These unprofessional questions have propelled her through six novels and a book of short stories, even as she’s continued producing philosophical texts. Upon granting her a fellowship, the MacArthur Foundation stated that her works “emerge as brilliant arguments for the belief that fiction in our time may be the best vehicle for involving readers in questions of morality and existence.”
Her fiction, though, feels anything but theoretical.
For today’s post, I am interviewing my long-time writing coach and mentor Tom Parker. I first met Tom at a writer’s workshop run out of University of California, Berkeley six years ago. He was the professor, and I was an overconfident young writer who needed guidance. Since then, he has been helping me improve nearly all of my stories. He has been the person I turn to when I believe a story is done, because I know he will tell me that I am wrong and how I need to improve.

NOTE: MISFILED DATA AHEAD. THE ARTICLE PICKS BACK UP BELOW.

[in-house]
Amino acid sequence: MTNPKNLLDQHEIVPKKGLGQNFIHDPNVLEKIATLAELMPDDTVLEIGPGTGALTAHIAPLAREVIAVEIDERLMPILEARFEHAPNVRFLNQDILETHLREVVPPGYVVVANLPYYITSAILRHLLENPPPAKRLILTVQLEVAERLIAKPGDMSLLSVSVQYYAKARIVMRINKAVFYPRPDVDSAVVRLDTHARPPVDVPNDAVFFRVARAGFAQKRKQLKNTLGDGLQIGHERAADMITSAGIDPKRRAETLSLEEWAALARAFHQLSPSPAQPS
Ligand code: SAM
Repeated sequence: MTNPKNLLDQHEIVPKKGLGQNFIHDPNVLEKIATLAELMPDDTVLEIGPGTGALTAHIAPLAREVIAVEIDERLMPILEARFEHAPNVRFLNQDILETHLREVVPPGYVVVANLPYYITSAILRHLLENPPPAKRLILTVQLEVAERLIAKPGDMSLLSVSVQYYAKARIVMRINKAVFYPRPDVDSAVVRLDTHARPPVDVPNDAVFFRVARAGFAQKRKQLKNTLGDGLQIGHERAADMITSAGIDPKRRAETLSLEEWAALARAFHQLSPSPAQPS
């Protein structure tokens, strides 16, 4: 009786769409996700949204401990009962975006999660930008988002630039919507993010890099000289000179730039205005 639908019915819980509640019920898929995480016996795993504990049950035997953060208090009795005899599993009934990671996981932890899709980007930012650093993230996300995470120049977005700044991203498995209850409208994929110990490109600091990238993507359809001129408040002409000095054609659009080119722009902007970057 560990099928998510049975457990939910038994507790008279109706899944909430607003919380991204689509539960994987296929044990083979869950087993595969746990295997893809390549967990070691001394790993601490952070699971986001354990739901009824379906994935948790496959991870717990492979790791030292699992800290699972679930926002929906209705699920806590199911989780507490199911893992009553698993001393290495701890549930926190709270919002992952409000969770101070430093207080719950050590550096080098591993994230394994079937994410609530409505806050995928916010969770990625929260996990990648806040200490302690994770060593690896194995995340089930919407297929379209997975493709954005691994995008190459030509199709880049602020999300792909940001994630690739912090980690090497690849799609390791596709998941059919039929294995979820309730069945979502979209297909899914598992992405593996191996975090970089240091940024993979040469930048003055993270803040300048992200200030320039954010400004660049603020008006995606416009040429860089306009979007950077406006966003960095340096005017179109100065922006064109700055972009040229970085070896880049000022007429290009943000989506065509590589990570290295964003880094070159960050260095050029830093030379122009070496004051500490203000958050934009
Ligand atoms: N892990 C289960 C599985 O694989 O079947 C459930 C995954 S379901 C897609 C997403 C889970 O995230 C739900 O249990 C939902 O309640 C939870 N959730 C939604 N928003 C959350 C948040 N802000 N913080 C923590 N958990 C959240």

In addition to being a teacher, he is also a writer, having authored or co-authored seven books, including two novels. His short story “Troop Withdrawal: The Initial Step” was published in Prize Stories 1971: The O.Henry Awards.Continue Reading
When I first started reading Susan Power’s novel, The Grass Dancer, I knew little about her. We’d met briefly through a mutual friend, and I knew that Susan had been a fellow at Radcliffe’s Bunting Institute. I also knew from her bio that she was an enrolled member of the Standing Rock Sioux tribe and a native Chicagoan, and that her novel was set on and off a Sioux reservation. When I’d finished reading The Grass Dancer near dawn, though (I’d stayed up most of the night reading), I knew that Susan was a writer I’d follow into any territory she chose to explore. Her characters were funny and tragic, pragmatic and soulful, often at the same time…and the story she told was utterly gripping.Continue Reading